I’ve also decided to do these without prompts; a bit of a celebration just for me! =D

I hope you enjoy the reading as much as I enjoyed the writing!

“Just Like That?”

“You mean that’s it? All the charges were dropped? Just like that?” Trip focused on closing his jaw. Anything else would be asking more than he could manage, right now.

“There have been other efforts, Lieutenant, but none managed to answer all aspects of the charges, as you know. This, however, covers everything. You’re exonerated.”

“Can I hear it?”

“The introduction isn’t classified.”

“To all Terran authorities: I must offer testimony into the difficulties being experienced by a male of your species -”

Trip sat stunned into silence while his invisible Vulcan Surprise Package saved his ass – and his career.

Out of the Fire

T’Pol closes her eyes. The candle remains in her mind. It dances with the music of the place where they met.

She imagines illogically that it’s dancing in the eyes of her human as he sits across from her, smiling.

“I’ll be damned! How the hell did you know I needed you to pull my ass out of the fire?”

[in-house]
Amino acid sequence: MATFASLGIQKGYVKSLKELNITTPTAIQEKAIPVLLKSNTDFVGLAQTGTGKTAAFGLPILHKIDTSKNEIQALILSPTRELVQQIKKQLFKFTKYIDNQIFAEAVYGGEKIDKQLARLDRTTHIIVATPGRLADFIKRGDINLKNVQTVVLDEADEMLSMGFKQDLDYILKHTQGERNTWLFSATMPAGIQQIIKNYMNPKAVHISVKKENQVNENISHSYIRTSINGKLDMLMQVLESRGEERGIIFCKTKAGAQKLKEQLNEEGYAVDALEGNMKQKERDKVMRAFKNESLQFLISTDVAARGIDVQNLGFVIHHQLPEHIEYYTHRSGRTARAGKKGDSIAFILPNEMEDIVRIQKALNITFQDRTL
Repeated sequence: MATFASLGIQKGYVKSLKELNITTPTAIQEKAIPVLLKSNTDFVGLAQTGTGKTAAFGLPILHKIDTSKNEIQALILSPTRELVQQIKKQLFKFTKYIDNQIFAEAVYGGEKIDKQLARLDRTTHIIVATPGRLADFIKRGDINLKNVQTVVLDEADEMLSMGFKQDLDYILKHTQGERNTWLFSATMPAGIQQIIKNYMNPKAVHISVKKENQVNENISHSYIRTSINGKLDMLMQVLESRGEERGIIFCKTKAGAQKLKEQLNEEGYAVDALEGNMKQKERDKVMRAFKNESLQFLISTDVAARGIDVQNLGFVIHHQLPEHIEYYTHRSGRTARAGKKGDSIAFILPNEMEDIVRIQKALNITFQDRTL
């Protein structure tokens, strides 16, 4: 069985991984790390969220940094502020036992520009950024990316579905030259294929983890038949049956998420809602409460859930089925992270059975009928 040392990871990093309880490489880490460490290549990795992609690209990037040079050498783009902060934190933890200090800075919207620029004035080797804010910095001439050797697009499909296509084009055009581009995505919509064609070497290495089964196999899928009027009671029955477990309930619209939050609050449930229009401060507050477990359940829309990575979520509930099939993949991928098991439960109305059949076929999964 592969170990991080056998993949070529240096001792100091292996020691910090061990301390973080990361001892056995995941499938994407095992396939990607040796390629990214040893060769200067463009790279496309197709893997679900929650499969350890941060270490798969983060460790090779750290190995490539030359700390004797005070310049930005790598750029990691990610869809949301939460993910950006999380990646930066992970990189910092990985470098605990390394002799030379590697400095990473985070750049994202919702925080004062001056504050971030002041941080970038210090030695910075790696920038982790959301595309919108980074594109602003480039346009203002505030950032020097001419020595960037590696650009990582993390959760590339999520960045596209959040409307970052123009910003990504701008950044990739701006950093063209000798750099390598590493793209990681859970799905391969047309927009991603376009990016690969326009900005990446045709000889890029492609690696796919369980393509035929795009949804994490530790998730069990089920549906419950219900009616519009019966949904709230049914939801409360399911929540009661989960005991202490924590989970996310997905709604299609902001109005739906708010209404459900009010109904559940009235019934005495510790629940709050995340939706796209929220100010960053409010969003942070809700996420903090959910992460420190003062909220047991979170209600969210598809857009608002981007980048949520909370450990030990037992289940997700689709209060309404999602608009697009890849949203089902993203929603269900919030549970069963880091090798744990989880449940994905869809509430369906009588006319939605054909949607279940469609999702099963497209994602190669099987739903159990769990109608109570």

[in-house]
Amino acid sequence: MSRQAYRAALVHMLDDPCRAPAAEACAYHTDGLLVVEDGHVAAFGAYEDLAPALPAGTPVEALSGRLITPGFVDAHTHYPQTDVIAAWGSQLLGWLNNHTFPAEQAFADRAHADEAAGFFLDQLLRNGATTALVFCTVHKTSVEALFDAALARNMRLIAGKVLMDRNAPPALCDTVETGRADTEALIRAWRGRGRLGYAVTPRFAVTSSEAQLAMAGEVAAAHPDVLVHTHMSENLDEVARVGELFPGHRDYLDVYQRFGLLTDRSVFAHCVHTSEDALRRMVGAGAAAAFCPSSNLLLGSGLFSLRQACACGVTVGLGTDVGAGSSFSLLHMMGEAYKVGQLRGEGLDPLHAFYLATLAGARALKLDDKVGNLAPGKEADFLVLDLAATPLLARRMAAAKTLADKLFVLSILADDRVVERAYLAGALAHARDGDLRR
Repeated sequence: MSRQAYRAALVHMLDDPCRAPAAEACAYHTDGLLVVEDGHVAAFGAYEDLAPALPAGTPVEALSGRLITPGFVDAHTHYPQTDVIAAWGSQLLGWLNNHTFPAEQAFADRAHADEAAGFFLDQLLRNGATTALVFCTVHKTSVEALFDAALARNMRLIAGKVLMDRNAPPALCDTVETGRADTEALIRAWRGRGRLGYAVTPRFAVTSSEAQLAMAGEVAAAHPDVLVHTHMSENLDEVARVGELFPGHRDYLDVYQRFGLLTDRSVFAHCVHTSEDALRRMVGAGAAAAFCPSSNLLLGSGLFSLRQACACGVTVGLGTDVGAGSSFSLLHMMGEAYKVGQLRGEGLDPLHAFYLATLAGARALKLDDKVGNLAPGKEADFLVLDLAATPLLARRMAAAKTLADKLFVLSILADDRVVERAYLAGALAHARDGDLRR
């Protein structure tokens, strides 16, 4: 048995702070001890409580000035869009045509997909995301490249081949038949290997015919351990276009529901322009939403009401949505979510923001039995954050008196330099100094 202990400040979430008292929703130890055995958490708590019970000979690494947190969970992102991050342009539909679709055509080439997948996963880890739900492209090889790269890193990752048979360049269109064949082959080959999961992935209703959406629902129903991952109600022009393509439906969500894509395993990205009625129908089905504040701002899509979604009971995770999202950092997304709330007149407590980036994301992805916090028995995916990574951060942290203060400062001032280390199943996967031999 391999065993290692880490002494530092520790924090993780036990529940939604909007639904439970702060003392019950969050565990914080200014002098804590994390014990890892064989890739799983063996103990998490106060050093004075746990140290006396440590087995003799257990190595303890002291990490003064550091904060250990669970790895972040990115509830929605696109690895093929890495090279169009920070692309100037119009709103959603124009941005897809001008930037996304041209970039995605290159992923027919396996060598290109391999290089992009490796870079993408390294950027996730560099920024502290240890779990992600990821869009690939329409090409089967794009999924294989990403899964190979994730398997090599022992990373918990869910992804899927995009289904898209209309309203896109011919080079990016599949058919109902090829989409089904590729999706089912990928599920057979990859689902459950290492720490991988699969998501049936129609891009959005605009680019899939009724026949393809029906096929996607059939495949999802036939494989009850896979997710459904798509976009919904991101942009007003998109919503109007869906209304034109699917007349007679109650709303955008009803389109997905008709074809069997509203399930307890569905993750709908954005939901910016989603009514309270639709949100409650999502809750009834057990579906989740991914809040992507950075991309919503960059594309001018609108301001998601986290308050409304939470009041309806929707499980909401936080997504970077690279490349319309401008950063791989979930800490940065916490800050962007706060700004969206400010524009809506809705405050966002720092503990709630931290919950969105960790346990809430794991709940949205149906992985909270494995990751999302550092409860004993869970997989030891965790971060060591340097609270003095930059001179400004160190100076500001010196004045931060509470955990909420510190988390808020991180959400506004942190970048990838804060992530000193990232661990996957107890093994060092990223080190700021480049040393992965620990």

“Your mind is powerful, and easily sensed.”

“That surprises the hell out of you.”


“Why did you – is this logical?”

“It’s logical that I correct the harm I caused you.”

Awareness fades. Eyes open.

T’Pol begins to write.

Incontrovertible Proof

T’Pol’s letter had reached every human authority on the planet, from an undisclosed location. She had used all her skills to assure that, wherever he was, the man who stood accused in her place would not suffer further consequence.

It violated all protocol associated with her position. Her action befit the infant who had dared to touch the flame – and more.

It was incontrovertible proof that she was aware of her Intended on a telepathic level; Lieutenant Tucker’s situation was not public record.

This proved much he had only theorized.

Soval opened an encrypted personal file and began to write.

What comes after these stories?

Any guesses?

Feel free to offer suggestions and speculations – who knows? You might provide the plot tribble for the next part of this adventure!

You can now find all 33 of these 100 word stories at their home!